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Call to   Action

   

Gulf red snapper crisis opens door to misguided management schemes

   

   
         In the chaos surrounding the 2013 recreational red snapper season, it is possible that the 27-day season will be used as an excuse to propose more unfair management schemes such as catch shares and sector separation for charter/for-hire boats.
   
        CCA’s calls to reallocate red snapper as a means to provide relief to the recreational sector as a whole continue to be ignored. An army of environmental and commercial lobbyists continue to seek ways to limit recreational access to this public resource. A few hundred commercial boats continue to profit from 51 percent of all Gulf red snapper. Hundreds of thousands of recreational anglers continue to get the remaining 49 percent over a 27-day season with an allocation that was set back in the 1980s. This is crazy.
   
        Instead of seriously looking at reallocation, federal bureaucrats have chosen to promote things like a one-snapper bag limit. They fought hard to get the power to punish specific Gulf states that choose to reject the futility of federal red snapper regulations. This new federal power now means anglers in some states may face a red snapper season of as few as 11 days.
   
        We fully expect that against this backdrop of failure, renewed efforts will be made to promote things like catch shares to further limit recreational participation and give a portion of the meager recreational catch to specific charter/for hire businesses to use as their own. While hundreds of thousands of recreational anglers in private boats are left with virtually nothing, a select few businesses and their allies in the environmental community will try to escape with a gift of red snapper from the federal government.
   
        We’ve been told that federal fisheries managers and Council members don’t hear from recreational anglers enough. We’ve been told that the cadre of charter captains, environmental lobbyists and commercial snapper barons who attend every Council meeting are carrying the day and drowning out the concerns of several hundred thousand unsatisfied recreational anglers.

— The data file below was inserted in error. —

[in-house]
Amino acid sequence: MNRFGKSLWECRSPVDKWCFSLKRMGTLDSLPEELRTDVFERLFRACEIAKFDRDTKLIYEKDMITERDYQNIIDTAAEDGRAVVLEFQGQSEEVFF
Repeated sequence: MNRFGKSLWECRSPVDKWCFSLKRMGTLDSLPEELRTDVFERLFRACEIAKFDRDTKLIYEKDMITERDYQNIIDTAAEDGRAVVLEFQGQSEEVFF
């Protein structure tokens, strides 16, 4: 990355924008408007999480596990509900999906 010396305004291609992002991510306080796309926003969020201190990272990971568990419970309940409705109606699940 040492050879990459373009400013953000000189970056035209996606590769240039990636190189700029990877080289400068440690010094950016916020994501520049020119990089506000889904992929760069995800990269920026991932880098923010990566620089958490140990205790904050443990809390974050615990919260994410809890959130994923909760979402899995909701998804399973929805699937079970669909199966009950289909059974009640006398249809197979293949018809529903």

There has never been a more critical time for anglers to make their voices heard in federal fisheries management. Take a few moments now to click the link below and contact your Council members and Council staff personally. Ask them to focus on the core issues that can benefit ourcommunity. Ask them to reject sector separation, catch shares and any other scheme to minimize recreational access to our marine resources. Demand that federal managers finally address reallocation. If possible, make plans to come to the next Gulf Council meeting, April 15-18, at the Marriott Courtyard at 1600 E. Beach Blvd. in Gulfport, Mississippi, and talk to them in person.
   
       Red snapper is no longer a conservation issue – it’s a management issue, and federal management is failing. Send a message today, before we find ourselves permanently locked out of the process..
   
    GULF OF MEXICO FISHERY MANAGEMENT COUNCIL
   
    TEXAS
    Doug Boyd
    Patrick Riley
    Robin Riechers
   
    LOUISIANA
    Camp Matens
    Harlan Pearce
    Myron Fischer
   
    MISSISSIPPI
    Kay Williams
    Corky Perret
    Dale Diaz
   
    ALABAMA
    Dr. Bob Shipp
    Johnny Greene
    Kevin Anson
   
    FLORIDA
    Pam Dana
    John Sanchez
    Larry Abele
    Martha Bademan
   
    NATIONAL MARINE FISHERIES SERVICE
    Roy Crabtree
   
    Click the link below to log in and send your message:
    www.votervoice.net